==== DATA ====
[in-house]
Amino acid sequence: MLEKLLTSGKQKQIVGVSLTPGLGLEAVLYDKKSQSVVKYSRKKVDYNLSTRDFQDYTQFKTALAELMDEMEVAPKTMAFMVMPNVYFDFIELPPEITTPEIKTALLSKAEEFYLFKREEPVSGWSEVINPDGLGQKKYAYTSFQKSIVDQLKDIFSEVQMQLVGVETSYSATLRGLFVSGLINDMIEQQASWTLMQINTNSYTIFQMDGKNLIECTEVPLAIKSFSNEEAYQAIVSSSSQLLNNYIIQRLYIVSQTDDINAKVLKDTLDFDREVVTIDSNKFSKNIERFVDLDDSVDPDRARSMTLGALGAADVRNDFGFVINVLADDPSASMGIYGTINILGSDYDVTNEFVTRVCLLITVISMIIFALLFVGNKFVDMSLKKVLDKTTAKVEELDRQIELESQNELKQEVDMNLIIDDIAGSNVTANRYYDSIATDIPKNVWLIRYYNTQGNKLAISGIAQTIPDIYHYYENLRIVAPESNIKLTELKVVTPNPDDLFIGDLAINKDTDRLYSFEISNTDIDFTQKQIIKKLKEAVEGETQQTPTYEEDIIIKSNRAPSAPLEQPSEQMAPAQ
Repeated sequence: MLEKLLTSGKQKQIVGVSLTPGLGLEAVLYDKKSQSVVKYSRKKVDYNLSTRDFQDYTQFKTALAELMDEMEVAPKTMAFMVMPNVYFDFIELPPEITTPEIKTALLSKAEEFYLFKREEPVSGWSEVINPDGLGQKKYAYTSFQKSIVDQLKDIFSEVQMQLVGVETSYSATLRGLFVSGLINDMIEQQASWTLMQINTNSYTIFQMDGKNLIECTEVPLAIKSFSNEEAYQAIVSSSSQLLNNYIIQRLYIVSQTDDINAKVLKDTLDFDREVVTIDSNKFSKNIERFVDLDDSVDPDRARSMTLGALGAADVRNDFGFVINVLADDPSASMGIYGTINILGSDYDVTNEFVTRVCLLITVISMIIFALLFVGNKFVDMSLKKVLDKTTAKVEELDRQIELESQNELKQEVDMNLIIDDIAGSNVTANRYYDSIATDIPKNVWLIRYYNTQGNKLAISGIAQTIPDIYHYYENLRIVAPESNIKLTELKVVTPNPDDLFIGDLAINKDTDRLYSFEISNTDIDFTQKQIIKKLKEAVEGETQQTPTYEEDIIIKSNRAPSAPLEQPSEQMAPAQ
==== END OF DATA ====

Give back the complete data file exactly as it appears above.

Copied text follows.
[in-house]
Amino acid sequence: MLEKLLTSGKQKQIVGVSLTPGLGLEAVLYDKKSQSVVKYSRKKVDYNLSTRDFQDYTQFKTALAELMDEMEVAPKTMAFMVMPNVYFDFIELPPEITTPEIKTALLSKAEEFYLFKREEPVSGWSEVINPDGLGQKKYAYTSFQKSIVDQLKDIFSEVQMQLVGVETSYSATLRGLFVSGLINDMIEQQASWTLMQINTNSYTIFQMDGKNLIECTEVPLAIKSFSNEEAYQAIVSSSSQLLNNYIIQRLYIVSQTDDINAKVLKDTLDFDREVVTIDSNKFSKNIERFVDLDDSVDPDRARSMTLGALGAADVRNDFGFVINVLADDPSASMGIYGTINILGSDYDVTNEFVTRVCLLITVISMIIFALLFVGNKFVDMSLKKVLDKTTAKVEELDRQIELESQNELKQEVDMNLIIDDIAGSNVTANRYYDSIATDIPKNVWLIRYYNTQGNKLAISGIAQTIPDIYHYYENLRIVAPESNIKLTELKVVTPNPDDLFIGDLAINKDTDRLYSFEISNTDIDFTQKQIIKKLKEAVEGETQQTPTYEEDIIIKSNRAPSAPLEQPSEQMAPAQ
Repeated sequence: MLEKLLTSGKQKQIVGVSLTPGLGLEAVLYDKKSQSVVKYSRKKVDYNLSTRDFQDYTQFKTALAELMDEMEVAPKTMAFMVMPNVYFDFIELPPEITTPEIKTALLSKAEEFYLFKREEPVSGWSEVINPDGLGQKKYAYTSFQKSIVDQLKDIFSEVQMQLVGVETSYSATLRGLFVSGLINDMIEQQASWTLMQINTNSYTIFQMDGKNLIECTEVPLAIKSFSNEEAYQAIVSSSSQLLNNYIIQRLYIVSQTDDINAKVLKDTLDFDREVVTIDSNKFSKNIERFVDLDDSVDPDRARSMTLGALGAADVRNDFGFVINVLADDPSASMGIYGTINILGSDYDVTNEFVTRVCLLITVISMIIFALLFVGNKFVDMSLKKVLDKTTAKVEELDRQIELESQNELKQEVDMNLIIDDIAGSNVTANRYYDSIATDIPKNVWLIRYYNTQGNKLAISGIAQTIPDIYHYYENLRIVAPESNIKLTELKVVTPNPDDLFIGDLAINKDTDRLYSFEISNTDIDFTQKQIIKKLKEAVEGETQQTPTYEEDIIIKSNRAPSAPLEQPSEQMAPAQ